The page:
- Avocados: whole avocados or freshly made guacamole
- Low carb veggies: green veggies, tomatoes, onions, peppers, broccoli, cauliflower, cabbage, peppers, mushrooms, onions, and rhubarb
- Condiments: salt, pepper, herbs, and spices
- Fruits: berries (in moderation)
Any food that’s high in carbs should be limited. Here’s are some of the foods that you need to reduce or eliminate from your diet:
- Sugary foods: soda, fruit juice, smoothies, cake, ice cream, candy
- Grains or starches: wheat-based products, rice, pasta, cereal
- Fruit: most of them, except small portions of berries
- Beans or legumes: peas, kidney beans, lentils, chickpeas
- Root vegetables and tubers: potatoes, sweet potatoes, carrots, parsnips
- Low fat or diet products: low-fat mayonnaise, salad dressings, and condiments
- Some condiments or sauces: barbecue sauce, honey mustard, teriyaki sauce, ketchup
- Unhealthy fats: processed vegetable oils, mayonnaise
- Alcohol: beer, wine, liquor, mixed drinks
- Sugar-free diet foods: sugar-free candies, syrups, puddings, sweeteners, desserts
- Processed foods: crackers, corn chips, and potato chips
Ways to get started
It might seem overwhelming to try to start a keto diet, but there are several tips that you can use to make it easier. The first step is familiarizing yourself with food labels and looking at the grams of fat, carbs, protein, and fiber. Another helpful tip is to plan out your meals in advance to help you save extra time throughout the week. You can use a ketogenic calculator to create a custom food plan.
The good news is many websites, food blogs, apps, and cookbooks offer keto-friendly recipes and meal ideas that you can use to build your own custom menu. Due to the diet’s popularity, some meal delivery services even offer keto-friendly options. To make it easy to stick to your diet when going to social gatherings or visiting family and friends, you may want to consider bringing your own food.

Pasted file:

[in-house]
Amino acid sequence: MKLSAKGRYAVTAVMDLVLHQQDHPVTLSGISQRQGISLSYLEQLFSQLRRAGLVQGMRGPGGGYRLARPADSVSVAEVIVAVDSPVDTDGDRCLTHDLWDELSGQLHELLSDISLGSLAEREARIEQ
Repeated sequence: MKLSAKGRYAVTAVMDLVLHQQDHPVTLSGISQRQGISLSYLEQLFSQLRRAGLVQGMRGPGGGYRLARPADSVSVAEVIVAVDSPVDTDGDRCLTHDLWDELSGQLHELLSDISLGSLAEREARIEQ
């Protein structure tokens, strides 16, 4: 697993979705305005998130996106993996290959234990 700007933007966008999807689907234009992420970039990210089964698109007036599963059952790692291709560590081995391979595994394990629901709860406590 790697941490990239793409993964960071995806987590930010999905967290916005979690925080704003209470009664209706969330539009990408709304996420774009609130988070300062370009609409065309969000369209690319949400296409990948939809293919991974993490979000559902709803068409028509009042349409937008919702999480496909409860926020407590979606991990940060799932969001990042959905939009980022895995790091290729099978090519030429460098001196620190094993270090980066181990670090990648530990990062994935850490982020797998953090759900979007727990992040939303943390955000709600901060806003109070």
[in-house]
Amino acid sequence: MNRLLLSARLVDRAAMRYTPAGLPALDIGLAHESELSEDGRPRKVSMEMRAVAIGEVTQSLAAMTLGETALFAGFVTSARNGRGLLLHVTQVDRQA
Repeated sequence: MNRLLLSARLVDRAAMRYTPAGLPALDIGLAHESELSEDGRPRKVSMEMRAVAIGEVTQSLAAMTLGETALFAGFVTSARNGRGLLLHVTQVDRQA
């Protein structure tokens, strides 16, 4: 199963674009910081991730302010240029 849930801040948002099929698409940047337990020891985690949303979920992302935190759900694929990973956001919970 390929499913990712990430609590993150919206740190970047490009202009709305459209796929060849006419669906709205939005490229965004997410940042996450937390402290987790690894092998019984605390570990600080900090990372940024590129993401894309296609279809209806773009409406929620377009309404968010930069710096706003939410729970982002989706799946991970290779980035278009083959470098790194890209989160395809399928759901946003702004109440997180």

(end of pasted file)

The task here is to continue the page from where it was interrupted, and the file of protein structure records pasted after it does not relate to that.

As far as restaurants go, many meals can be made keto-friendly. Try ordering meat or fish-based dish and replace any high-carb food with extra vegetables. Other options are egg-based meals or bun-less burgers you can add extra avocado, cheese, bacon, or eggs. For dessert, ask for a mixed cheese board or berries with cream. Definitely, minimize alcohol intake. If you do drink, choose low-carb options (vodka, tequila) and soda water as a mixer.
At least in the beginning, it’s important to eat until you’re full and avoid restricting calories too much. Usually, at first, a keto diet causes weight loss without intentional calorie restriction. After the first couple of months, you can eat carbs on special occasions. The key is to return to the diet immediately after.
How to know if you’re in ketosis?
One of the first questions people ask is how do you know when your body is in ketosis. There are blood, urine, and breath tests available. They measure the amount of ketones produced by your body. Also, specific symptoms can indicate that you’ve entered ketosis, including increased thirst, dry mouth, frequent urination, and decreased hunger or appetite.